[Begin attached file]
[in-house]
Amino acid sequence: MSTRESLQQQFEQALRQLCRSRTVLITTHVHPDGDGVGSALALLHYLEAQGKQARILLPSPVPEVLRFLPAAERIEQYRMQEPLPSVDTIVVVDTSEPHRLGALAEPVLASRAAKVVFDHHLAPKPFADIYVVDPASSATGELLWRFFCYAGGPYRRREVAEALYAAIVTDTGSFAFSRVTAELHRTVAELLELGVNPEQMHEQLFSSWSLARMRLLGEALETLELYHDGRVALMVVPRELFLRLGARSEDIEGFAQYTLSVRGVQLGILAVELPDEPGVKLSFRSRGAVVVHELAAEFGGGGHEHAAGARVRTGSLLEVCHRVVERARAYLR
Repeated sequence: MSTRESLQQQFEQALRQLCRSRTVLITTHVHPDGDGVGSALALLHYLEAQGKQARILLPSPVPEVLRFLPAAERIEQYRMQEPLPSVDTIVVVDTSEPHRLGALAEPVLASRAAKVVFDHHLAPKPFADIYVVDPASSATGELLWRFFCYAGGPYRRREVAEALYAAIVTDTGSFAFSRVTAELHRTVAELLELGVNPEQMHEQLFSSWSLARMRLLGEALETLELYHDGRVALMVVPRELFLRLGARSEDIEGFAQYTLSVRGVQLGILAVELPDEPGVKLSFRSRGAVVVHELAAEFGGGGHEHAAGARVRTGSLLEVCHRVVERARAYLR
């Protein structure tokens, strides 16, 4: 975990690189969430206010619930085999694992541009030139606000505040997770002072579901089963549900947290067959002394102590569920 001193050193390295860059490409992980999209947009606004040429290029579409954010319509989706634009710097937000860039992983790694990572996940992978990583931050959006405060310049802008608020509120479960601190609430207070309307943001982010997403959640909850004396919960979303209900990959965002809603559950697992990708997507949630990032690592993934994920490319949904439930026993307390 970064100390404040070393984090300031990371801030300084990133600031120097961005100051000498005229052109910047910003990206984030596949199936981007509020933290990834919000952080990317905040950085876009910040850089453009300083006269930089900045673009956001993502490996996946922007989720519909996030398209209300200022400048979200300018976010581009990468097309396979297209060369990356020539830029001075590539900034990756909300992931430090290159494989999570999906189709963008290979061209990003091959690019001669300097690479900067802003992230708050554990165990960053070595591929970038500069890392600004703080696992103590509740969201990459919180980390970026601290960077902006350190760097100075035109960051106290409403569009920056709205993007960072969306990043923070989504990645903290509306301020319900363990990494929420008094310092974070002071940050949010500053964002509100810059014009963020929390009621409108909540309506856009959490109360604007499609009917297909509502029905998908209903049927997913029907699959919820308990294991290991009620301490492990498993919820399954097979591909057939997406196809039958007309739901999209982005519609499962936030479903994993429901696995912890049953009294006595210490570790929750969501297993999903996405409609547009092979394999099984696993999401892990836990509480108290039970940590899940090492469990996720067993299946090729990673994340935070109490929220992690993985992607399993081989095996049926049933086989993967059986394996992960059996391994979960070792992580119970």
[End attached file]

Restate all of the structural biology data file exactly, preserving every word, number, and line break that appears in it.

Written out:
[in-house]
Amino acid sequence: MSTRESLQQQFEQALRQLCRSRTVLITTHVHPDGDGVGSALALLHYLEAQGKQARILLPSPVPEVLRFLPAAERIEQYRMQEPLPSVDTIVVVDTSEPHRLGALAEPVLASRAAKVVFDHHLAPKPFADIYVVDPASSATGELLWRFFCYAGGPYRRREVAEALYAAIVTDTGSFAFSRVTAELHRTVAELLELGVNPEQMHEQLFSSWSLARMRLLGEALETLELYHDGRVALMVVPRELFLRLGARSEDIEGFAQYTLSVRGVQLGILAVELPDEPGVKLSFRSRGAVVVHELAAEFGGGGHEHAAGARVRTGSLLEVCHRVVERARAYLR
Repeated sequence: MSTRESLQQQFEQALRQLCRSRTVLITTHVHPDGDGVGSALALLHYLEAQGKQARILLPSPVPEVLRFLPAAERIEQYRMQEPLPSVDTIVVVDTSEPHRLGALAEPVLASRAAKVVFDHHLAPKPFADIYVVDPASSATGELLWRFFCYAGGPYRRREVAEALYAAIVTDTGSFAFSRVTAELHRTVAELLELGVNPEQMHEQLFSSWSLARMRLLGEALETLELYHDGRVALMVVPRELFLRLGARSEDIEGFAQYTLSVRGVQLGILAVELPDEPGVKLSFRSRGAVVVHELAAEFGGGGHEHAAGARVRTGSLLEVCHRVVERARAYLR
């Protein structure tokens, strides 16, 4: 975990690189969430206010619930085999694992541009030139606000505040997770002072579901089963549900947290067959002394102590569920 001193050193390295860059490409992980999209947009606004040429290029579409954010319509989706634009710097937000860039992983790694990572996940992978990583931050959006405060310049802008608020509120479960601190609430207070309307943001982010997403959640909850004396919960979303209900990959965002809603559950697992990708997507949630990032690592993934994920490319949904439930026993307390 970064100390404040070393984090300031990371801030300084990133600031120097961005100051000498005229052109910047910003990206984030596949199936981007509020933290990834919000952080990317905040950085876009910040850089453009300083006269930089900045673009956001993502490996996946922007989720519909996030398209209300200022400048979200300018976010581009990468097309396979297209060369990356020539830029001075590539900034990756909300992931430090290159494989999570999906189709963008290979061209990003091959690019001669300097690479900067802003992230708050554990165990960053070595591929970038500069890392600004703080696992103590509740969201990459919180980390970026601290960077902006350190760097100075035109960051106290409403569009920056709205993007960072969306990043923070989504990645903290509306301020319900363990990494929420008094310092974070002071940050949010500053964002509100810059014009963020929390009621409108909540309506856009959490109360604007499609009917297909509502029905998908209903049927997913029907699959919820308990294991290991009620301490492990498993919820399954097979591909057939997406196809039958007309739901999209982005519609499962936030479903994993429901696995912890049953009294006595210490570790929750969501297993999903996405409609547009092979394999099984696993999401892990836990509480108290039970940590899940090492469990996720067993299946090729990673994340935070109490929220992690993985992607399993081989095996049926049933086989993967059986394996992960059996391994979960070792992580119970």